Title: Nooks & Crannies
Author: Jessica Lawson
Narrated by: Susie Riddell
Length: 7 hrs and 27 mins
Format: Unabridged Audiobook
Publisher: Dreamscape Media, LLC
Links: Goodreads | Amazon | Audible | B&N
Source: Audiobook Jukebox
Rating: 3.5 out of 5 Wine Glasses
Tabitha Crum is a girl with a big imagination and a love for mystery novels, though her parents think her only talent is being a nuisance. She doesn't have a friend in the world, except her pet mouse, Pemberley, with whom she shares her dingy attic bedroom.
Then, on the heels of a rather devastating announcement made by her mother and father, Tabitha receives a mysterious invitation to the country estate of the wealthy but reclusive Countess of Windermere, whose mansion is rumored to be haunted. There, she finds herself among five other children, none of them sure why they've been summoned. But soon, a very big secret will be revealed— a secret that will change their lives forever and put Tabitha’s investigative skills to the test.
"There are only three motives for all crimes. Tibbs: money, power, and love. Sometimes those things get muddled together, of course, and you could argue that hunger is a bloody good motivator as well, but one might lump that in with love of self or love of others or love of food, and---well, never mind all that. Pass the pickled radishes. - Inspector Percival Pensive, The Case of the Gilded Guardian
NOOKS & CRANNIES by Jessica Lawson is a delightful middle grade cozy mystery targeting an audience of pre-teens. IF I were in that age group, I have no doubt that I would have rated NOOKS & CRANNIES five stars. However, I'm in my sixties, and, while NOOKS & CRANNIES was an enjoyable listen that I never considered not finishing, it was a bit tame for my tastes.
This is the story of Tabitha, the mistreated, unloved child of two of the worst parents ever - the despicable Crums. Tabitha bemoans her lack of human friends. However, she is not completely alone as she does have an animal friend, a little mouse named Pemberly, who Tabitha had rescued. Tabitha aspires to be a full-fledged P.I. when she grows up. She loves to read Inspector Percival Pensive's mystery series and she credits the Inspector for stimulating her interest in detective work.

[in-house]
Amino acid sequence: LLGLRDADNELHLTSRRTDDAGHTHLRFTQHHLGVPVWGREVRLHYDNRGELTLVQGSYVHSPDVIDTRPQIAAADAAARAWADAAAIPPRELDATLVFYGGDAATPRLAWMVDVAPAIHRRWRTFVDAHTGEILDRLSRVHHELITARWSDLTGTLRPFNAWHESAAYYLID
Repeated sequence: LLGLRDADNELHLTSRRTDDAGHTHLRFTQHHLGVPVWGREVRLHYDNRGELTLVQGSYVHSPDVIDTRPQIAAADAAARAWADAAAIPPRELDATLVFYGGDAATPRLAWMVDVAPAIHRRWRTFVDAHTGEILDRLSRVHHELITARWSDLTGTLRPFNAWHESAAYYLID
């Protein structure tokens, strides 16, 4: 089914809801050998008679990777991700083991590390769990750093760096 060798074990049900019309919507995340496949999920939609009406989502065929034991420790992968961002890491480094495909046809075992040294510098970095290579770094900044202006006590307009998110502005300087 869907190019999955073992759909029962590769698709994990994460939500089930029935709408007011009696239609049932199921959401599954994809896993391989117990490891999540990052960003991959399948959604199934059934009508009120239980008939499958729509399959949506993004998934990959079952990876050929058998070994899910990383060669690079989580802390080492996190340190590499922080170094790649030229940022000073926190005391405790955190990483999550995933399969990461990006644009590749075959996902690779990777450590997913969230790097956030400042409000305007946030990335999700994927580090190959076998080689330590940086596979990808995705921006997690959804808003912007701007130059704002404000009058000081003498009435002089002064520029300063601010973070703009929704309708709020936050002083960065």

As the story opens, Tabitha has been given one of six coveted invitations to the country estate of wealthy Countess Camilla DeMoss for the weekend. The weekend ends up being much more than the kids or their parents bargained for with a full-fledged mystery that, of course, requires Tabitha's surprisingly sharp young sleuthing skills - with the assistance of her mouse - to be employed. I confess that some of the really suspenseful scenes made me forget to breathe.
I thoroughly enjoyed the wisdom and the deductive reasoning shared by Tabitha and her little mouse. However, when Pemberly would chitter, I couldn't help but cringe. I'm not a huge fan of mice. I was, however, in awe of Tabitha's spunk, her creativity and her ability to think positively even though she had been dealt some truly wretched parents.
Following please find a few of my favorite quotes from this cute children's tale:
"A person's family, Tabitha realized, was the thing that held them up, so that life could still be illuminated in the darkest of times. A family member could be a mouse. A family member could be an Inspector that nobody would ever meet outside the pages of a novel. Depending on the circumstance, a family member might even be discovered in a person you just met."
Exclusive Reveal of Windermere Six
Thanks to an anonymous source, the Times is pleased to share an exclusive list of the six children who were transported yesterday evening to Hollingsworth Hall, the magnificent and secluded home of Camilla Lenore DeMoss, the Countess of Windermere. They are, in no particular order: